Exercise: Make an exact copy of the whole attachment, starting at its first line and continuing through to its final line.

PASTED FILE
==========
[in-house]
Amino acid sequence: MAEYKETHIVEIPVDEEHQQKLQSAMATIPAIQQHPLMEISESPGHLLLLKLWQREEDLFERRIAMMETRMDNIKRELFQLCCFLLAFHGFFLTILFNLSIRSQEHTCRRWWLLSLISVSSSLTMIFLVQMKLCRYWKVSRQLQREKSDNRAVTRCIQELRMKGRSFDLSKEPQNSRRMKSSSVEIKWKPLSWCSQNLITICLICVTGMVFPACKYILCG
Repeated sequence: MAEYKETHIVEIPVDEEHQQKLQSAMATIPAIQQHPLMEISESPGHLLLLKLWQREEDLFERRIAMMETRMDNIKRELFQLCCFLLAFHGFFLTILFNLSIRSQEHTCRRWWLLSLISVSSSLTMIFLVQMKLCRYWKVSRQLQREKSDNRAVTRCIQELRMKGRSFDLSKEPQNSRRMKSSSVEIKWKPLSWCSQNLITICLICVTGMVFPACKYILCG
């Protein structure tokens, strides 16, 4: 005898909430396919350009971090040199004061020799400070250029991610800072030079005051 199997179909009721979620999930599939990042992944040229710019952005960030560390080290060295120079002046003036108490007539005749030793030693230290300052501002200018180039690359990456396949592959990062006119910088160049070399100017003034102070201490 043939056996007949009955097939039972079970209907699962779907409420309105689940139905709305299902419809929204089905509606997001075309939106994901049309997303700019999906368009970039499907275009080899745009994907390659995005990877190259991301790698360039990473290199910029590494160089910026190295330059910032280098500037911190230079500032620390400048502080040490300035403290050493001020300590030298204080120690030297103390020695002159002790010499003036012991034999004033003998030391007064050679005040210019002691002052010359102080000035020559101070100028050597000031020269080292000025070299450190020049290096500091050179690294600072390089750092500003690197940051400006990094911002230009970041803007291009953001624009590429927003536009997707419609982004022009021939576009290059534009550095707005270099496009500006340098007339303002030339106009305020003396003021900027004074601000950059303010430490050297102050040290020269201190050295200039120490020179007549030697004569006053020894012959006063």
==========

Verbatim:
[in-house]
Amino acid sequence: MAEYKETHIVEIPVDEEHQQKLQSAMATIPAIQQHPLMEISESPGHLLLLKLWQREEDLFERRIAMMETRMDNIKRELFQLCCFLLAFHGFFLTILFNLSIRSQEHTCRRWWLLSLISVSSSLTMIFLVQMKLCRYWKVSRQLQREKSDNRAVTRCIQELRMKGRSFDLSKEPQNSRRMKSSSVEIKWKPLSWCSQNLITICLICVTGMVFPACKYILCG
Repeated sequence: MAEYKETHIVEIPVDEEHQQKLQSAMATIPAIQQHPLMEISESPGHLLLLKLWQREEDLFERRIAMMETRMDNIKRELFQLCCFLLAFHGFFLTILFNLSIRSQEHTCRRWWLLSLISVSSSLTMIFLVQMKLCRYWKVSRQLQREKSDNRAVTRCIQELRMKGRSFDLSKEPQNSRRMKSSSVEIKWKPLSWCSQNLITICLICVTGMVFPACKYILCG
């Protein structure tokens, strides 16, 4: 005898909430396919350009971090040199004061020799400070250029991610800072030079005051 199997179909009721979620999930599939990042992944040229710019952005960030560390080290060295120079002046003036108490007539005749030793030693230290300052501002200018180039690359990456396949592959990062006119910088160049070399100017003034102070201490 043939056996007949009955097939039972079970209907699962779907409420309105689940139905709305299902419809929204089905509606997001075309939106994901049309997303700019999906368009970039499907275009080899745009994907390659995005990877190259991301790698360039990473290199910029590494160089910026190295330059910032280098500037911190230079500032620390400048502080040490300035403290050493001020300590030298204080120690030297103390020695002159002790010499003036012991034999004033003998030391007064050679005040210019002691002052010359102080000035020559101070100028050597000031020269080292000025070299450190020049290096500091050179690294600072390089750092500003690197940051400006990094911002230009970041803007291009953001624009590429927003536009997707419609982004022009021939576009290059534009550095707005270099496009500006340098007339303002030339106009305020003396003021900027004074601000950059303010430490050297102050040290020269201190050295200039120490020179007549030697004569006053020894012959006063």